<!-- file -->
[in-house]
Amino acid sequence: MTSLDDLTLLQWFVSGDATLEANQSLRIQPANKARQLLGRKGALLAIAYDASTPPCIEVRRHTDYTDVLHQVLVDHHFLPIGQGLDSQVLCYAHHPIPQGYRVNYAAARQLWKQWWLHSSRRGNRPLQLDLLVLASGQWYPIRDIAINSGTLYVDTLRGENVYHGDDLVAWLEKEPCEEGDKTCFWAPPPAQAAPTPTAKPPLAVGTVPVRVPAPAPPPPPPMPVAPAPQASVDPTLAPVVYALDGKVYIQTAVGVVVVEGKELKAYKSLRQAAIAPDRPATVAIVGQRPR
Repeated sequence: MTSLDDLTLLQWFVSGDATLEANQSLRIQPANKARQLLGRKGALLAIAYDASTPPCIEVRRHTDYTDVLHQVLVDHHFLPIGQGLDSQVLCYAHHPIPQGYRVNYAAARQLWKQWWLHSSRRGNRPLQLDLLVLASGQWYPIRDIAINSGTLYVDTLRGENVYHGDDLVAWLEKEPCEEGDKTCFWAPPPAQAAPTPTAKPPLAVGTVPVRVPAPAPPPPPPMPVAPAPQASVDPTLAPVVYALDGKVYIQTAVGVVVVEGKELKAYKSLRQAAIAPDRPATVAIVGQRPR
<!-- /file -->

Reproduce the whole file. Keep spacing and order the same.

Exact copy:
[in-house]
Amino acid sequence: MTSLDDLTLLQWFVSGDATLEANQSLRIQPANKARQLLGRKGALLAIAYDASTPPCIEVRRHTDYTDVLHQVLVDHHFLPIGQGLDSQVLCYAHHPIPQGYRVNYAAARQLWKQWWLHSSRRGNRPLQLDLLVLASGQWYPIRDIAINSGTLYVDTLRGENVYHGDDLVAWLEKEPCEEGDKTCFWAPPPAQAAPTPTAKPPLAVGTVPVRVPAPAPPPPPPMPVAPAPQASVDPTLAPVVYALDGKVYIQTAVGVVVVEGKELKAYKSLRQAAIAPDRPATVAIVGQRPR
Repeated sequence: MTSLDDLTLLQWFVSGDATLEANQSLRIQPANKARQLLGRKGALLAIAYDASTPPCIEVRRHTDYTDVLHQVLVDHHFLPIGQGLDSQVLCYAHHPIPQGYRVNYAAARQLWKQWWLHSSRRGNRPLQLDLLVLASGQWYPIRDIAINSGTLYVDTLRGENVYHGDDLVAWLEKEPCEEGDKTCFWAPPPAQAAPTPTAKPPLAVGTVPVRVPAPAPPPPPPMPVAPAPQASVDPTLAPVVYALDGKVYIQTAVGVVVVEGKELKAYKSLRQAAIAPDRPATVAIVGQRPR